Medically reviewed by: John Minni, DO
Clearing severe acne can be a challenge. When other acne treatments don’t improve deep cysts and nodules, dermatologists often recommend isotretinoin, better known as Accutane. A potent medication, it has been in use for decades. Yet the prospect of taking Accutane for acne frequently raises questions, the main one being, “Is Accutane safe?”
Even though Accutane can lead to amazing complexion transformations even in the worst cases of acne, Accutane side effects, and myths about Accutane side effects, have given the drug a bad reputation. As a result, some people with severe acne hesitate to try it, despite its potential benefits.
“In many cases, Accutane is the only treatment that will clear severe cystic acne and reduce the risk of permanent scars that can result,” said John Minni, DO, a board-certified dermatologist at Water’s Edge Dermatology. “This medication works incredibly well.”
Below are answers to the most common questions dermatologists get about Accutane from acne patients or their parents.
What is Accutane?
Accutane was a brand name of isotretinoin, an oral medication used to treat acne and other skin conditions such as rosacea. The brand was discontinued, but isotretinoin is still commonly referred to as Accutane. The medication is usually reserved for people with severe acne — deep, painful cysts and hard lumps called nodules — that hasn’t improved with other treatments. Dermatologists may also prescribe it for cases of treatment-resistant moderate acne.
Like other acne treatments such as Retin-A (tretinoin) and Tazorac (tazarotene), Accutane is a retinoid, a compound derived from vitamin A. Vitamin A is essential for healthy skin growth. Some research suggests that lack of vitamin A may weaken the skin’s immune function, making it more vulnerable to infections and inflammatory skin conditions such as certain types of acne.
How does Accutane work?
Accutane fights acne in four ways.
- It shrinks the oil glands, greatly reducing the amount of oil they produce.
- It makes dead skin cells less sticky, preventing them from clogging pores when they’re sloughed off during skin’s natural cycle of renewal and shedding.
- It curbs the growth of bacteria that cause breakouts.
- It reduces inflammation, which plays a role in inflammatory types of acne, including cystic acne.
Is Accutane safe?
When used correctly and with careful monitoring by a dermatologist, Accutane is considered a safe treatment for acne. Like any drug, it can cause side effects.
“It’s important to understand the potential side effects and weigh the risks against the benefits,” said Dr. Minni. “Have this discussion with your dermatologist so you know what to expect.”
Accutane should not be taken by pregnant women because it can cause severe birth defects.
What are Accutane side effects?
The most common side effects are sun sensitivity and dryness — dry skin, dry nostrils, dry mouth and dry eyes, but above all, dry lips. Less common effects include skin itching or irritation and temporary hair thinning. Some people, usually children, develop back and joint pain while taking Accutane, but the pain goes away once treatment ends.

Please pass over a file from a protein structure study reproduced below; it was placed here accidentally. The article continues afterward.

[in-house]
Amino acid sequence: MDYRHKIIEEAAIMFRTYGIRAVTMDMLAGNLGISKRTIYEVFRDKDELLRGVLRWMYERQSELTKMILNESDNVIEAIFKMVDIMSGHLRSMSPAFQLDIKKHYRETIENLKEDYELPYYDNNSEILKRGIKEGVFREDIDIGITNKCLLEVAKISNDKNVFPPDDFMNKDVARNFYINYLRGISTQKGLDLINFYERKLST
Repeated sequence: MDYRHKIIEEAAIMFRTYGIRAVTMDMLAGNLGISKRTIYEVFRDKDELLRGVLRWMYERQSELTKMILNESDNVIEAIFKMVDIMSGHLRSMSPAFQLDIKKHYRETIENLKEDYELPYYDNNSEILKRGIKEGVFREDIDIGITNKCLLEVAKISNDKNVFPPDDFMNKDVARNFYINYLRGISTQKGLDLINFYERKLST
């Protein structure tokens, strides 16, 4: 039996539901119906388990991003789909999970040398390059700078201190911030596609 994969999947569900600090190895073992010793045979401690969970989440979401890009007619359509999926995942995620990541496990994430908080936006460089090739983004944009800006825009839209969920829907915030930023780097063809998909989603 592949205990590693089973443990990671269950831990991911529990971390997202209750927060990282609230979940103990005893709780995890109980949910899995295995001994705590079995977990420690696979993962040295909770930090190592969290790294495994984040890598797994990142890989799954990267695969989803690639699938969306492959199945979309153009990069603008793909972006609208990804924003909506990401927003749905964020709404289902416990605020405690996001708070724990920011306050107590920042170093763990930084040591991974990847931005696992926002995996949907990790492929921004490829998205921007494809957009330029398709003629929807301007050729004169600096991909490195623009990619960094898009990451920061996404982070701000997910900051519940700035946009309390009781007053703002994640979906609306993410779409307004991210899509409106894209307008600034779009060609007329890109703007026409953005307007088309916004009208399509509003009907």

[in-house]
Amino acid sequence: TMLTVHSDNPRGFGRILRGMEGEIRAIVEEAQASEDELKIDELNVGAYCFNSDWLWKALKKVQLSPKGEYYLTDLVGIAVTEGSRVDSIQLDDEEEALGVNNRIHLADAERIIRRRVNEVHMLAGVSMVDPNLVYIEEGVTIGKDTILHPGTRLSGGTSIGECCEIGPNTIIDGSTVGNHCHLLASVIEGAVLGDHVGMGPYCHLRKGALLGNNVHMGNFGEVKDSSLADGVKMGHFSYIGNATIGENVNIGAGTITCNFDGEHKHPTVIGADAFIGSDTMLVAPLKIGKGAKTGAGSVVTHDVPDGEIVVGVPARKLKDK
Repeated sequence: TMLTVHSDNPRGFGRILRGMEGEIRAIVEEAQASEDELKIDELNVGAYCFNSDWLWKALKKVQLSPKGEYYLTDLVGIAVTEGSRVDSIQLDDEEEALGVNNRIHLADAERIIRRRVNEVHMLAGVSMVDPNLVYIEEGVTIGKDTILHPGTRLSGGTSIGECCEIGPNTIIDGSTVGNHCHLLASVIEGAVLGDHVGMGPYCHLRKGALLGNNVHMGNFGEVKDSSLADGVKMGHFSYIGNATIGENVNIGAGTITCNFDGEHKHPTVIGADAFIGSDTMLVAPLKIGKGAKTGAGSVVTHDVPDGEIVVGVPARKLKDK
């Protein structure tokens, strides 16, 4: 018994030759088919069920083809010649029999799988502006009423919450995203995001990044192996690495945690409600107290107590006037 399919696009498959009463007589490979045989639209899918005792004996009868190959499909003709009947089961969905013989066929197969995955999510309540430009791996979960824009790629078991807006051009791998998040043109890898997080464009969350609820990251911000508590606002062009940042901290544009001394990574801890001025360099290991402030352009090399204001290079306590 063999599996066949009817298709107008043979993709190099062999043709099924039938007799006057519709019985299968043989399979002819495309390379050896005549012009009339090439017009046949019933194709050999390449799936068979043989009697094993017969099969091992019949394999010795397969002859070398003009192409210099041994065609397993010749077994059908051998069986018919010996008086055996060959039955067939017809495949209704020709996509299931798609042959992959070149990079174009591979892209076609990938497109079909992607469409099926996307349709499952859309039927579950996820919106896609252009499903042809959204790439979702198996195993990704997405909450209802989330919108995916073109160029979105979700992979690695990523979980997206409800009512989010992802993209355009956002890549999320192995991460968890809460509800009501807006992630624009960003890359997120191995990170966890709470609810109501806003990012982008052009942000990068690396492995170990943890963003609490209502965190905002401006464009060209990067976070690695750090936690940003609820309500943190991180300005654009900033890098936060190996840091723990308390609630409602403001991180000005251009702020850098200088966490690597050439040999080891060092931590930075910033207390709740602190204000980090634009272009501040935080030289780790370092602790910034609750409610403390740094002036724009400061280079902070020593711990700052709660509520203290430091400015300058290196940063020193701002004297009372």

Accutane can cause more serious effects, including increased pressure on the brain and liver damage. These side effects are uncommon and can be detected early during routine monitoring and blood tests. Your dermatologist will also check for increased levels of “bad” (LDL) cholesterol and triglycerides, which is another uncommon side effect. The latest research shows no association between Accutane use and an increased risk of inflammatory bowel disease.
Patients undergo a mental health screening before taking the medication because there have been reports of people on Accutane experiencing depression, suicidal thoughts and psychosis. A link between these conditions and Accutane has not been well established, however.
How long does Accutane take to work?
Most people start to see improvement within two to three months of treatment, which typically lasts four to five months. In the first month or two, Accutane can make acne worse. If it does, tell your dermatologist. He or she may lower the starting dose and may prescribe oral prednisone to tame the acne until the flare subsides.
Is Accutane a permanent cure for acne?
In most cases, Accutane cures acne permanently. A small percentage of patients experience a relapse a few months or a few years after treatment and need an additional course of isotretinoin or another type of treatment.
Can I get pregnant while on Accutane?
Women who take Accutane should not get pregnant. In fact, women of childbearing age who plan to take Accutane must register with the Food and Drug Administration’s iPLEDGE Risk Evaluation and Mitigation Strategy (REMS) program, which was created to prevent miscarriage, premature birth and birth defects resulting from Accutane use.
As part of the program, you must have two negative pregnancy tests before you start taking the drug, and you’ll need to take monthly pregnancy tests during treatment and a final test a month after your last dose. You’re also required to use two forms of birth control for at least one month before starting Accutane, during the treatment, and for one month after treatment ends.
Can you drink on Accutane?
It’s best to limit or avoid alcohol while you’re taking Accutane. Drinking while on the medication could strain your liver. In addition, heavy drinking and Accutane can both raise levels of LDL cholesterol and triglycerides.
Written by: Jessica Brown, a health and science writer/editor based in Nanuet, New York. She has written for Prevention magazine, jnj.com, BCRF.org, and many other outlets.